But even if you make a smoothie that tastes sweet, the greens and other veggies, plus nuts, seeds (if you add them)—will provide your body with loads of healthy fats, fiber, vitamins, minerals, antioxidants, which slows down the absorption of sugar, plus they’ll satisfy your hunger AND your sweet tooth without being high in calories.

How is that for a winning combination? 🙂

And if you’re making savory smoothies, blended salads, or soups, the moderation principle takes care of itself — because you can’t overeat on those things.

Here is me throwing all moderation in the wind and over-eating on HUGE salad with broccoli and spinach.

Don’t try this at home with pizza or fries. LOL.

And be weary of everything that comes with a long list of ingredients that you won’t find in a farmer’s market and can’t even pronounce.

Most of the processed foods are literary engineered to taste good. I saw a documentary on how they do it — it was scary because those foods force you to overeat, and make you addicted — and it’s done with full knowledge, using science, ON PURPOSE, so no matter how much you’ve had, you can’t resist; you always want more.

This makes applying moderation to modern processed foods is virtually impossible and almost impossible to do a mere mortar without secret superpowers of self-control, restraint, and wisdom, LOL.

And applying moderation to animal foods is still hurting animals and the planet.

Your safest bet is sticking to whole, unprocessed plant foods as much as possible.

And green smoothies made from whole plant foods are just that.

Even if they are blended, they are still amazing for you.

So, just have them. As well as other whole plant foods.

Throwing the moderation out to wind 😉

Drink to your health,

P.S. You can find my Green Reset and other books on, or they’ll be soon available direct from my own Joanna’s shop that I’m building.

So, take care, and stay tuned! 

That one thing instantly sold me on green smoothies…(and it’s why I started

I could list many good reasons why green smoothies are good for you (find some of them in my books, “Green Smoothies for Families” and “Green Reset Challenge”).
But is it just hype?
There are people who don’t see what the fuss is all about.
Isn’t it enough to just “eat your veggies”?

It could be.
But how many greens and veggies have you eaten today? Or this year?
Admit it.

There are exceptions, of course, but statistics don’t lie.
And they reveal that an average person eats a meager quantity of vegetables, and almost no greens.

Now, I’m not implying that you’re an average person. By no means. 😉
But even people who THINK they eat a lot, DON’T REALLY CONSUME THAT MUCH.

Why does it matter?

Let me share my story about what green smoothies did for me.

I always liked fruits and vegetables, and I always ate a decent amount of whole plant foods. And thankfully, I never had serious health problems or with my weight.

Every fall, I’d get hit with flues, runny noses, colds, and allergies. They would last for 3-4 weeks, or even longer, not just a week or two like they’re supposed to.
It sucked.

So, each year I kept dreading the cold season—hated feeling sick with passion, and I wondered if there was anything I could do to change that.

That is when I heard of raw foods, and I thought maybe that could be the answer. So, I tried it, and I lasted a few months (lost 10+ pounds in the process), but eating this way was not easy. I knew this was not sustainable and I couldn’t last long on this kind of diet, especially having a family and a little son. My husband thought I went totally nuts (and bananas!). LOL. I’m laughing now, but believe me, it wasn’t funny.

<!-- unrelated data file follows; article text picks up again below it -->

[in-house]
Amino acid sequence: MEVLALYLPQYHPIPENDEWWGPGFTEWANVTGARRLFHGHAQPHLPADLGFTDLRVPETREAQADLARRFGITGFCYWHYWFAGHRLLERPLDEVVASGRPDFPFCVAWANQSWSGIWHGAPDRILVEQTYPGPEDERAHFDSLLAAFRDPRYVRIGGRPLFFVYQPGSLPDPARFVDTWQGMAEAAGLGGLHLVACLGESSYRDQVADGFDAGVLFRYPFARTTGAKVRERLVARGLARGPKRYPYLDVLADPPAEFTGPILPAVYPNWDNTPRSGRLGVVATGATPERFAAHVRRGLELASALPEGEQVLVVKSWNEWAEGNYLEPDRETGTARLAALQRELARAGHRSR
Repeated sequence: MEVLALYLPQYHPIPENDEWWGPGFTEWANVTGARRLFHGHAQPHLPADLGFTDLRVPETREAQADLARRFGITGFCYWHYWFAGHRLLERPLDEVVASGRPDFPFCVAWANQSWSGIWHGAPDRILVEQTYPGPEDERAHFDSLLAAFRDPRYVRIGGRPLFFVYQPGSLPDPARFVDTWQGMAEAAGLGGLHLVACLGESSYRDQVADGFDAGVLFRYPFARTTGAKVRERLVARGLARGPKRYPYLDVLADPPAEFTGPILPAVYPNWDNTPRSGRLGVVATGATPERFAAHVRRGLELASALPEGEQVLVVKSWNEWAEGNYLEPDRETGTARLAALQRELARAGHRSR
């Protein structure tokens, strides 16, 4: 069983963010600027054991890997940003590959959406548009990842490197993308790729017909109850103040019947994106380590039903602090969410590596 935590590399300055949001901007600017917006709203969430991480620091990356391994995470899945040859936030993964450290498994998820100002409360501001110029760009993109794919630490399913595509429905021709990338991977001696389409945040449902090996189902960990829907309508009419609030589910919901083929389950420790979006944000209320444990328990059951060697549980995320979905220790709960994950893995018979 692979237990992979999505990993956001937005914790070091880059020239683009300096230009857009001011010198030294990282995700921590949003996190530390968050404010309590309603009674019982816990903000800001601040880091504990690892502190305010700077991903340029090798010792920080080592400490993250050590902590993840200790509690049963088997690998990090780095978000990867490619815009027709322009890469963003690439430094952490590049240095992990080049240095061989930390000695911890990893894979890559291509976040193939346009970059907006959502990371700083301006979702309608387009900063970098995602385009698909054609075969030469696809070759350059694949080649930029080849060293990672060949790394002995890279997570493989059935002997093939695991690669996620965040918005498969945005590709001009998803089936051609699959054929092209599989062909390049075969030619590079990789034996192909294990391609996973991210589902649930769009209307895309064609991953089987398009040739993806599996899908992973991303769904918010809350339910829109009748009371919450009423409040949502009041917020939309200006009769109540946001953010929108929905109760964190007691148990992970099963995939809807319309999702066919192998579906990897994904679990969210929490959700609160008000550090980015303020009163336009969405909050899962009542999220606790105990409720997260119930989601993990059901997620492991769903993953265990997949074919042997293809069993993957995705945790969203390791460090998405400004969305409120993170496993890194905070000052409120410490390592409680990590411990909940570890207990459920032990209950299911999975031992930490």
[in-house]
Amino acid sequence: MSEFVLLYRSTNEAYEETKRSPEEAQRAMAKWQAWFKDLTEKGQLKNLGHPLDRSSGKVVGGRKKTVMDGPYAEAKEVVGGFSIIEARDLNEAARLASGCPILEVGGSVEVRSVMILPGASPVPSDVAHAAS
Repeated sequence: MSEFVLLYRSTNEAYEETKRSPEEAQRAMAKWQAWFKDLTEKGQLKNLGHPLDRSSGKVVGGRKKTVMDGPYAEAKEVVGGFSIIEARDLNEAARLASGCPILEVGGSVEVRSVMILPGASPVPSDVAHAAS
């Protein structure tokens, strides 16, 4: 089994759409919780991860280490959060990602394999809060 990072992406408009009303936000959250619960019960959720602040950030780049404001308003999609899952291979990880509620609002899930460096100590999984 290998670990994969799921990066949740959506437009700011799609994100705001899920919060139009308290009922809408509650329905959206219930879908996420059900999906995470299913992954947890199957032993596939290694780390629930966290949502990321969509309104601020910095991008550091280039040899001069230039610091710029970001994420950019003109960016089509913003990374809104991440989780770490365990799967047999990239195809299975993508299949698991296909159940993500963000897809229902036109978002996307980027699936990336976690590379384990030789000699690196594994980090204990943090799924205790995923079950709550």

Frankly, it felt very limiting and … boring.

And then I came across a woman named Victoria Butenko, who popularized a drink called a green smoothie.
It was simply a blended concoction of sweet fruits with lots of greens.
She had plenty of her followers raving about those drinks and what they did for them—getting rid of all kinds of pesky diseases and chronic problems, so I knew I had to try them.

And after one sip, I was sold.
Even my husband and my son loved them—so I started making them all the time, and in huge quantities.
I literally loaded big carts of greens and fruits at farmers’ markets and BJ’s to have a full week’s supply of ingredients.

You should see the look at some people’s faces when they saw me loading on bananas or lettuce! Priceless!

I awaited the fall and winter season with curiosity and apprehension.
If that didn’t work, I don’t know what would.

And you know what happened?

In September of that year, I started experiencing the worse flu symptoms EVER. (Especially bad was mucus coming out of me, like during the worst cold, sorry for graphic details. Honestly, to this day I keep wondering what that was about—and I have a few theories which I may share in the future).

So, that lasted till October. And then it stopped.

And since then—I have never had a bad cold ever again.

I maybe had a runny nose or a sore throat, but even that didn’t happen every year. And it would last only for a couple of days at most.

Now, was that all a coincidence?


Will it work for everyone?
Probably not. It depends on so many factors.
In medicine, a ‘study of one’ is irrelevant.
It’s coincidental, anecdotal, or whatever.

But when I started (at first, I called it, but that domain was way too long, and I came up with a better name), I heard such stories again and again.

So, are green smoothies like a magic potion?
Of course not. It’s not like you’ll gulp down a smoothie and be cured of anything in that instant.
But there is also no miracle drug or pill that would cure all diseases.

And if you have green smoothies (or green blended salads, or even just big salads) regularly, in substantial quantities, these things are as close as they get.

Plus, they also did another thing for me, but I’ll tell you about it in another post.

To your health,

P.S. You can read this article on my blog or you can sign up to have it delivered straight to your email. Plus, you can find my books at, which is a new thing that I’m building. 🙂